(A sermon based on 1 John 5:1-6 for the Sixth Sunday of Easter and for Graduate Recognition Sunday)
Graduation marks a significant transition in a person’s life. Usually, a graduate has spent the past thirteen or so years in a highly structured environment, living under the guidance of teachers and administrators during those 180 days per year that you spend in school (that’s a total of 2,340 days, by the way) and living under the guidance of parents and other adult family members during the rest of your waking hours. As you’ve gotten older you have taken on more independence and now, as you prepare to graduate from high school, you will move toward even greater independence, the extent of which will be determined by your individual circumstances and choices and by your family’s particular situation.
You are getting ready to move into the next phase of your life, one toward which you have been aiming and one for which your parents and teachers and church youth leaders hope and pray they have prepared you well—you are about to be turned loose in the world and you are about to be turned loose on the world. What I want you to know is that, as you go out in the world, you can conquer the world.
Now, you have heard and you will hear voices other than mine tell you that, but many of them will frankly mean something different than what I mean. You will hear many voices tell you that you need to do well in the world and the key to conquering the world is to do well better than anyone else. Now, I—we—certainly want you to do well; we want you to find your calling in life and to live it out, we want you to make a living and to support yourself and your family, and we want you to contribute something of value to your community through your work.
Yes, we want you to do well.
But we also want you to do good.
I want you to hear clearly from me that, because you are a Christian, you have the privilege and the responsibility, if you will take your Christian faith seriously, to conquer the world in the way that God wants you to conquer the world; to put it more accurately, you have the privilege and the responsibility to participate in the way that God has already conquered and the world and continues to conquer it.
So how do you do good in life? How do you conquer the world in the way that God wants you to conquer it? It all comes down to two little but really very big words: faith and love.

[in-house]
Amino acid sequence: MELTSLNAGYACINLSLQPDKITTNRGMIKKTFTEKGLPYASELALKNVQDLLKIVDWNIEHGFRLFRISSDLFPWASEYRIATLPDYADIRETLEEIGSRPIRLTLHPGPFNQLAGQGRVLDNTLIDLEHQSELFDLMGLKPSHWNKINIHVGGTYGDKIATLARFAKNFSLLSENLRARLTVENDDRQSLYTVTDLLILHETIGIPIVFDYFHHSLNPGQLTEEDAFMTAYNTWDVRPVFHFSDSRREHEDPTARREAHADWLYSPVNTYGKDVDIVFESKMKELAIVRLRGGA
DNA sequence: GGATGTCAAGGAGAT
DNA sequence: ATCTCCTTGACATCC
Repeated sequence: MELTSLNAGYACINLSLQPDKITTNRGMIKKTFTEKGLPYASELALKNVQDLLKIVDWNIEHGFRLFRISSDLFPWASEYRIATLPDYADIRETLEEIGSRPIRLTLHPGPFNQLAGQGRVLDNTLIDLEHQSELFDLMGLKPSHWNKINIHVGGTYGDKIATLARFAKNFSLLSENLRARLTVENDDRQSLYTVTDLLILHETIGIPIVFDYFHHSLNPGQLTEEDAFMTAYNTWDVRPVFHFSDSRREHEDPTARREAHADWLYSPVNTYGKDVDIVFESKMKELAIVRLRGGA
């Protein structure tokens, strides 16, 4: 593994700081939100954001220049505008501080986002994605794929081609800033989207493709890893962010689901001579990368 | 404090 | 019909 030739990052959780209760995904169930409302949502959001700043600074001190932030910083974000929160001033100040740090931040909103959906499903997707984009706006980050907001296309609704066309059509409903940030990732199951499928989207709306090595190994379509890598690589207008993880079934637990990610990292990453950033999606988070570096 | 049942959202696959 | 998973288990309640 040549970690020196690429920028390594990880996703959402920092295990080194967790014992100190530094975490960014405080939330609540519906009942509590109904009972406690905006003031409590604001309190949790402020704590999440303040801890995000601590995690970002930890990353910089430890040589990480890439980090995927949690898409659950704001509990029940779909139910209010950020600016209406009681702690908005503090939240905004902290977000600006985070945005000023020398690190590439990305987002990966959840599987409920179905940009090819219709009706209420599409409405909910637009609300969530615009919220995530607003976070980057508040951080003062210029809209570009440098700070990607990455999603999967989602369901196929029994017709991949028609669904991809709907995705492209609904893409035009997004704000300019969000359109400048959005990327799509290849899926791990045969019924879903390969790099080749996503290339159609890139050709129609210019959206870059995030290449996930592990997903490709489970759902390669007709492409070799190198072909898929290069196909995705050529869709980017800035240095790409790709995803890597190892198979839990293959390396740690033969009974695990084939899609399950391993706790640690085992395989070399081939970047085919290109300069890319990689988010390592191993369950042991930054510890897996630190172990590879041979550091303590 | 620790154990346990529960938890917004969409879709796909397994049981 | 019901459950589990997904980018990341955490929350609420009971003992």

“This is the victory that conquers the world, our faith. Who is it that conquers the world but the one who believes that Jesus is the Son of God?” (vv. 4b-5). It is important to believe that Jesus existed and lived and walked and talked; that is a first step. But really to believe that Jesus is the Son of God means to stake your life on that fact; it means to trust in him as the Son of God, as the Messiah, and as the Savior. It means to trust your life to him and to depend completely on him.
And it means to share in his kind of life, to have him to empower you—to live through you and in you—so that you share in what he has done and is doing. When you trust in Jesus you share in how he has already conquered the world, and he did so through his death and resurrection. When you trust in Jesus you keep on sharing in how he is still conquering the world, and he is doing that through the practice of Christian love by his followers.
The world will tell you that you get ahead by being your own person and by depending on no one but yourself—but the gospel tells us that we conquer the world by trusting in Jesus.
So you will do good in life and you will conquer the world as you have faith. But you will also do good in life and you will conquer the world as you show love.
If we love God we will keep his commandments, John says, and the epitome and summary of God’s commandments is that we love God and that we love other people, our brothers and sisters. So as my last word to you today I want to challenge you, as you go out into the world, to show love. Love means putting your devotion to and service to God in front of, behind, over, and below everything else. Love means giving of yourselves for the sake of those in need. Love means sacrificing yourself for someone whether they deserve it or not. Love means forgiving someone that everyone says does not deserve forgiveness.
You see, then, that you really can conquer the world. You can conquer it because Jesus Christ, through his crucifixion and resurrection, has already conquered it. You can conquer it because Jesus Christ, who through his grace and your faith lives in you, is still conquering the world through you. You can conquer it because in the end it is the way of Jesus Christ—the way of faith that trusts in God and the way of love that puts God first, everyone else second, and yourself last—is the way that will in the end be shown to be right.
So conquer the world! Do well! Do good! Trust! And love!